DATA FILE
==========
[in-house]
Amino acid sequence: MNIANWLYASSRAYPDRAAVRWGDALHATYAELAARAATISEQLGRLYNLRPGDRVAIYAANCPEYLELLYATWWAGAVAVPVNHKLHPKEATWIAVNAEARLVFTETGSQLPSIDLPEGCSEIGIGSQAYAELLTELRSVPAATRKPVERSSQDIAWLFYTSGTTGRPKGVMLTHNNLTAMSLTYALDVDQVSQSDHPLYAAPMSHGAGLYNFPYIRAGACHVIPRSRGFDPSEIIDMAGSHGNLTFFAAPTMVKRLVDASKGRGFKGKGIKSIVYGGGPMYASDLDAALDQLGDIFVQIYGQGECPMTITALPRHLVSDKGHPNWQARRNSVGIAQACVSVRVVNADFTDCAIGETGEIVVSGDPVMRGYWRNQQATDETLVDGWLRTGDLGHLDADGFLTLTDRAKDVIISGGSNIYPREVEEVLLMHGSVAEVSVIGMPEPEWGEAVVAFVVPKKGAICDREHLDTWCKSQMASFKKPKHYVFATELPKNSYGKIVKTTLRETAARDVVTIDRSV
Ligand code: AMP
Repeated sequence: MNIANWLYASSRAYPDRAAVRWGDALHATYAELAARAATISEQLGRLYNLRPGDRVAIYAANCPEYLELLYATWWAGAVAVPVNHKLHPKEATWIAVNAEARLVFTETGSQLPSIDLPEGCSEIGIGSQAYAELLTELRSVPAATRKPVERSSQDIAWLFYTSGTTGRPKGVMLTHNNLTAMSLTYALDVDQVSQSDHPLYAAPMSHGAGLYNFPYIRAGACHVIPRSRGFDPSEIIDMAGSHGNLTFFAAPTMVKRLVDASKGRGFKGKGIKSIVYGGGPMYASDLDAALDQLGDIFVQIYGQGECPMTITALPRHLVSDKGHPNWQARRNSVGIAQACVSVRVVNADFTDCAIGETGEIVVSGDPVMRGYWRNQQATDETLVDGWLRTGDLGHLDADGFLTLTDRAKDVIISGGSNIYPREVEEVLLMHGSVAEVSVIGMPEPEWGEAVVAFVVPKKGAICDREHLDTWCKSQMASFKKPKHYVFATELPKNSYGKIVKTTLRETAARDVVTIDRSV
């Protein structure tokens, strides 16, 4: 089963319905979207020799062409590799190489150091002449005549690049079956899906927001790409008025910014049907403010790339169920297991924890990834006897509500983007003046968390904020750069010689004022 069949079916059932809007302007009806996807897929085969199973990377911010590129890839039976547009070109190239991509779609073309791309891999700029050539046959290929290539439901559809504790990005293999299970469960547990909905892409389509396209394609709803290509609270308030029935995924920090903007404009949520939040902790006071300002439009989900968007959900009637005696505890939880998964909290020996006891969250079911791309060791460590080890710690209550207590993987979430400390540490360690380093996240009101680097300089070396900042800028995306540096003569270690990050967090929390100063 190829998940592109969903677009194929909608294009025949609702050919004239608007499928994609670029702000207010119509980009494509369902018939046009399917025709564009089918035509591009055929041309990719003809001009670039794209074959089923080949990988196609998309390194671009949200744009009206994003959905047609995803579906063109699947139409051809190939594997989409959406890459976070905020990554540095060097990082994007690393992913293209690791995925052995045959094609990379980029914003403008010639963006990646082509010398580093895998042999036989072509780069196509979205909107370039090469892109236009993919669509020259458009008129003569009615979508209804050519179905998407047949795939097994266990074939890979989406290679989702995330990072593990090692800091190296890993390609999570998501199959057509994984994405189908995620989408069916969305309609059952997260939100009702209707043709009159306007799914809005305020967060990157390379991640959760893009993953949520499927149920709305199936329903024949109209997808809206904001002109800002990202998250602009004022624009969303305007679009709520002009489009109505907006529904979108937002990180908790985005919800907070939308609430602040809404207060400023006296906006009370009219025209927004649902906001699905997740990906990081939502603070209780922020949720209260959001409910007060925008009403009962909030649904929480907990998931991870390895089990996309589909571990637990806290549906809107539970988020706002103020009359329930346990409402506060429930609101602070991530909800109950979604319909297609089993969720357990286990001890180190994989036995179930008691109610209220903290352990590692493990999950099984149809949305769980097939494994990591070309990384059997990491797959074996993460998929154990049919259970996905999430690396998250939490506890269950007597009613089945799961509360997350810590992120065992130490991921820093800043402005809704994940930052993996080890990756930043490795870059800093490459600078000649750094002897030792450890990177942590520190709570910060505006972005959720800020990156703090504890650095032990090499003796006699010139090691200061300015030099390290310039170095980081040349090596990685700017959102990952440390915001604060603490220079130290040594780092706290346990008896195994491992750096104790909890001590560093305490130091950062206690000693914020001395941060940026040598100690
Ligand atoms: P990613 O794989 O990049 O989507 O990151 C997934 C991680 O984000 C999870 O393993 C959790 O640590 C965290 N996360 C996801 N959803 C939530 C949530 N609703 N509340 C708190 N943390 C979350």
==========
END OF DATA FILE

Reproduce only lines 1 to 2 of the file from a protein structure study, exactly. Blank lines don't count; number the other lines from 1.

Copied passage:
[in-house]
Amino acid sequence: MNIANWLYASSRAYPDRAAVRWGDALHATYAELAARAATISEQLGRLYNLRPGDRVAIYAANCPEYLELLYATWWAGAVAVPVNHKLHPKEATWIAVNAEARLVFTETGSQLPSIDLPEGCSEIGIGSQAYAELLTELRSVPAATRKPVERSSQDIAWLFYTSGTTGRPKGVMLTHNNLTAMSLTYALDVDQVSQSDHPLYAAPMSHGAGLYNFPYIRAGACHVIPRSRGFDPSEIIDMAGSHGNLTFFAAPTMVKRLVDASKGRGFKGKGIKSIVYGGGPMYASDLDAALDQLGDIFVQIYGQGECPMTITALPRHLVSDKGHPNWQARRNSVGIAQACVSVRVVNADFTDCAIGETGEIVVSGDPVMRGYWRNQQATDETLVDGWLRTGDLGHLDADGFLTLTDRAKDVIISGGSNIYPREVEEVLLMHGSVAEVSVIGMPEPEWGEAVVAFVVPKKGAICDREHLDTWCKSQMASFKKPKHYVFATELPKNSYGKIVKTTLRETAARDVVTIDRSV